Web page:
Having a broken foot can be a serious problem. Although it is not life-threatening, it prevents you from doing your routine daily activities. Your productivity can be greatly compromised and it can also put a dent in your career if you are an athlete.
Foot fractures account for an estimated 10 percent of all the fracture injuries. Each of your feet consists of 26 bones that work together to facilitate your movements. If you don’t want your feet injured and end up having a broken foot, then you might want to consider paying more attention to it.
When you have a broken foot, it simply means that the bones in your foot sustained a fracture or a crack. If one of your feet hit a hard surface or something heavy was accidentally dropped on it, your foot might get broken in several ways.
A fracture injury may be either non-displaced or displaced. In a non-displaced broken foot, there is a crack in your bone but the bone may still maintain proper alignment. On the other hand, a displaced foot fracture does not only present with cracked or broken bones but the bones are also completely separated or misaligned.
Your broken foot can also be categorized as a closed fracture or an open fracture. In a closed fracture, your skin is not torn by the broken bones and in an open fracture, your skin is torn and some of the bones of your foot stick out.
Who Are at Risk?
People who are at risk of sustaining broken foot are those who:
- Participate in sports activities, especially sports which involve a lot of twisting of the ankle. It may be basketball, soccer, gymnastics, and other contact sports.
- Work in construction areas. If you’re working in similar environments, you’re more at risk of suffering from foot fractures secondary to falling objects, falling into holes, or getting injured by machines.
- Live in a home with too much clutter. The presence of too much clutter in your home predisposes you to slips and falls.
- Have poor bone health. If you have weak and brittle bones, you’re more prone to sustaining fractures.
Common causes of a broken foot
Your foot may be fractured or broken due to different causes. Among the most common causes of a broken foot are the following:
- Overuse of the feet due to sports and other activities. When you repeatedly perform strenuous activities that always involve your feet, your feet might get stressed and worn out, consequently putting you at risk for fractures.
- Something heavy dropped on your foot. For example, you’re a construction worker and steel bars accidentally drop on your foot. This is very likely to lead to a bone fracture.
- You landed badly on your feet. If you jumped, tripped or fell from a slightly high place such as the stairs, the impact of landing on your feet might cause your bones to shutter and be broken.
- You are involved in an unexpected impact like a car accident.
Signs and symptoms of a broken foot
It might be difficult to differentiate a broken foot from an ordinary sprain since both are painful, involve swelling and limit range of motion. However, when you experience the following signs and symptoms, it is likely that you have a broken foot.
- There’s a cracking sound. Your foot might have obtained a fracture if you heard a cracking sound when your foot accident occurred.
- Your foot looks deformed. When you have broken bones in your foot, you might observe obvious deformity and misalignment. Your foot might also look odd and distorted.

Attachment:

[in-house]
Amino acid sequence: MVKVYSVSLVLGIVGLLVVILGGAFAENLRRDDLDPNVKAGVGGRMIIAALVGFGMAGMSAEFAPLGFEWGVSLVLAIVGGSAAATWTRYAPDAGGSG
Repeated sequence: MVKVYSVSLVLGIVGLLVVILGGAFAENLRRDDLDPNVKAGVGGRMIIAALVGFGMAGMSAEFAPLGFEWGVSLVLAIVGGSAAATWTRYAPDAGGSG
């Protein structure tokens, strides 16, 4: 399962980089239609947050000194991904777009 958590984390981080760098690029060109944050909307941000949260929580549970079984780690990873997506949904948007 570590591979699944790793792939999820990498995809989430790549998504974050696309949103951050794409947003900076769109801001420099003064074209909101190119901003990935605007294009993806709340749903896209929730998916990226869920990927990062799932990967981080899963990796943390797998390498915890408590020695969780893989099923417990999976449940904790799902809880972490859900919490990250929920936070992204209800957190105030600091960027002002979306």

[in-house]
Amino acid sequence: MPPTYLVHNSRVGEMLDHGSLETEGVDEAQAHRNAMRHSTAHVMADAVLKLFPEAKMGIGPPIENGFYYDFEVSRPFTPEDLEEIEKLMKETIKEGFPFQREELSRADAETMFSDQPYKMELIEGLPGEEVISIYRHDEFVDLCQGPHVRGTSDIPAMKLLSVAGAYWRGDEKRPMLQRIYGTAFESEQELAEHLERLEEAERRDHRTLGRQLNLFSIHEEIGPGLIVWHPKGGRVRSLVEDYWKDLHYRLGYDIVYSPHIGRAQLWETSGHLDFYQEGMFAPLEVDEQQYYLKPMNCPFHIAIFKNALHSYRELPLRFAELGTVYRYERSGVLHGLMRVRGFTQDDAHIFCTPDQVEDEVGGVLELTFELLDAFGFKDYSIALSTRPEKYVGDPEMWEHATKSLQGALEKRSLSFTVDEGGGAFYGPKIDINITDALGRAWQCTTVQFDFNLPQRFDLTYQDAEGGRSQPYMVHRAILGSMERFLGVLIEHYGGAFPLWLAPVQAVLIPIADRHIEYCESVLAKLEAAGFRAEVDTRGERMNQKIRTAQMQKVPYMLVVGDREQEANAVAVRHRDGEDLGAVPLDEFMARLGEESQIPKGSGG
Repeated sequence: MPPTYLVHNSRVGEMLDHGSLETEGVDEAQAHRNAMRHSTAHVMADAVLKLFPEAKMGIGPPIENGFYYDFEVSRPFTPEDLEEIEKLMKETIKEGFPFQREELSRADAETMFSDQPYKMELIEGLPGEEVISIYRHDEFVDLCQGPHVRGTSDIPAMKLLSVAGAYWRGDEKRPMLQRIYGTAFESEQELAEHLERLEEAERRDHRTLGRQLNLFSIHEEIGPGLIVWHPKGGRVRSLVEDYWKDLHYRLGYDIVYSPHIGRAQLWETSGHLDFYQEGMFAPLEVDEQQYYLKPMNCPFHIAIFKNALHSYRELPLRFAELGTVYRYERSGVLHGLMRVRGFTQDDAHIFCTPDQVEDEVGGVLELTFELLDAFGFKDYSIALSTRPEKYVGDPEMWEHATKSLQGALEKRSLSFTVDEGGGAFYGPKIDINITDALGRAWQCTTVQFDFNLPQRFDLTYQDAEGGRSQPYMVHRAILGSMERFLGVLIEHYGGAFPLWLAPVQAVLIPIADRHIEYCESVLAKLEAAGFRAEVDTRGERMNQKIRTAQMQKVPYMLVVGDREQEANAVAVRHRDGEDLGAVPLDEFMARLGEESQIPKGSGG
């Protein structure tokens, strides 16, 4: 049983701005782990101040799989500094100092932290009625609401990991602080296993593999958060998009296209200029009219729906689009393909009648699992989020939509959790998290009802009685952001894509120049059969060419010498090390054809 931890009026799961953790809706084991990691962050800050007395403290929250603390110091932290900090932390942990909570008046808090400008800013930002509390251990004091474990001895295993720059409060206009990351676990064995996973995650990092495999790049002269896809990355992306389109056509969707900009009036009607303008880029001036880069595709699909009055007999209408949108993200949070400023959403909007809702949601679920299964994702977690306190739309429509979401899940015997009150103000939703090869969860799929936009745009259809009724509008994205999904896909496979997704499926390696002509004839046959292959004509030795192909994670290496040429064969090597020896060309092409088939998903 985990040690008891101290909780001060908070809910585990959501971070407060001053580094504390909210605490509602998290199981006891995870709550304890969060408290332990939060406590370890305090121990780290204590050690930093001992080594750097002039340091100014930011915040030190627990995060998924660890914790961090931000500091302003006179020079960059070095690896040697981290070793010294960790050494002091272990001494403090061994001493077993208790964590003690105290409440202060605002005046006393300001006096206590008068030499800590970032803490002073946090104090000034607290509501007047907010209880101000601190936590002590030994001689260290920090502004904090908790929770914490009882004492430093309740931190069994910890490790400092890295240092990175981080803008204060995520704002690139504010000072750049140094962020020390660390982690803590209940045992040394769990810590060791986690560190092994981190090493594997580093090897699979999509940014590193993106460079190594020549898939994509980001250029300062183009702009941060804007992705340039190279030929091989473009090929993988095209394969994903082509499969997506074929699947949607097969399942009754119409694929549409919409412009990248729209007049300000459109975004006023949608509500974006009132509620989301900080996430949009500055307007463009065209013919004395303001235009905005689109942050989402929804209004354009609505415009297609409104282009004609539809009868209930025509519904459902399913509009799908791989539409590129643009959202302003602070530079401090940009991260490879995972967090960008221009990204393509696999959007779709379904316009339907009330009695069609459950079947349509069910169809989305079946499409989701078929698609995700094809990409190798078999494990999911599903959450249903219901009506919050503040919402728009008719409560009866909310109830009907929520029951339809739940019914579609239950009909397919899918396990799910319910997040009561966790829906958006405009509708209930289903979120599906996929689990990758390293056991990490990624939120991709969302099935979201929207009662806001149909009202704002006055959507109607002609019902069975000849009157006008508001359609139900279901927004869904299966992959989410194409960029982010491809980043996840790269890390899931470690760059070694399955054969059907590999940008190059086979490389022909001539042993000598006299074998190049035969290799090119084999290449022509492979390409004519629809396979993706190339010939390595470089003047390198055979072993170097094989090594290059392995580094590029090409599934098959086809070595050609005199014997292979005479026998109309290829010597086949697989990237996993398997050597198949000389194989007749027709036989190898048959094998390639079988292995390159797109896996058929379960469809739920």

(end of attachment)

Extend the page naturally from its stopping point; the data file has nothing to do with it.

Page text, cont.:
- Bone is sticking out of your skin. Your foot is obviously broken when some of the bones are already sticking out of your skin. This requires urgent medical care. Rule of thumb: never attempt to push the protruding bone.
- Your foot is swelling. Although swelling also occurs in sprain injuries, the swelling might appear worse in fractures.
- You can’t bear weight on the affected foot. If you try to put your weight on the affected area, the pain intensifies.
- In worse cases, you can no longer move or feel your toes.
First aid tips for a broken foot
The first thing you need to do is to call for medical help. But while waiting for the medical team to arrive, apply the following first aid management to the patient:
- Apply firm pressure if there is bleeding. External bleeding occurs when the foot is bruised or if there are bones sticking out. Use a clean cloth when applying firm pressure.
- Reduce the swelling. Apply an ice pack on the broken area. Do not directly apply ice to the skin.
- Immobilize the broken foot. Avoid moving the affected part too much. Immobilize it by applying a splint or by wrapping a bandage around the injury.
How to speed up the healing process?
Bone healing generally takes 6-12 weeks. To promote faster healing of a broken foot, you may try the following tips:
- Use a scooter that assists with mobility while you are waiting for your injury to heal.
- Increase your caloric intake. Bone healing requires a lot of energy, so you need to eat foods which are high in calories such as whole wheat bread, nuts, beef, and salmon.
- Eat foods that are rich in calcium and protein. Calcium is a key ingredient for bone repair. Foods that are high in calcium include cheese, dairy, and milk products. To promote faster healing and musculoskeletal repair, you should up your protein intake.
- Eat fruits that are rich in vitamin C. Fruits such as oranges, guavas, and strawberries are rich in vitamin C which can help reduce the inflammation.
There are ways to reduce your risk of suffering from a broken foot. When you do sports, always wear comfortable and well-fitted shoes. Doing proper stretches, warm-up, and cool-down exercises are also important in preventing foot injuries. Also, a high protein and calcium diet will never go amiss.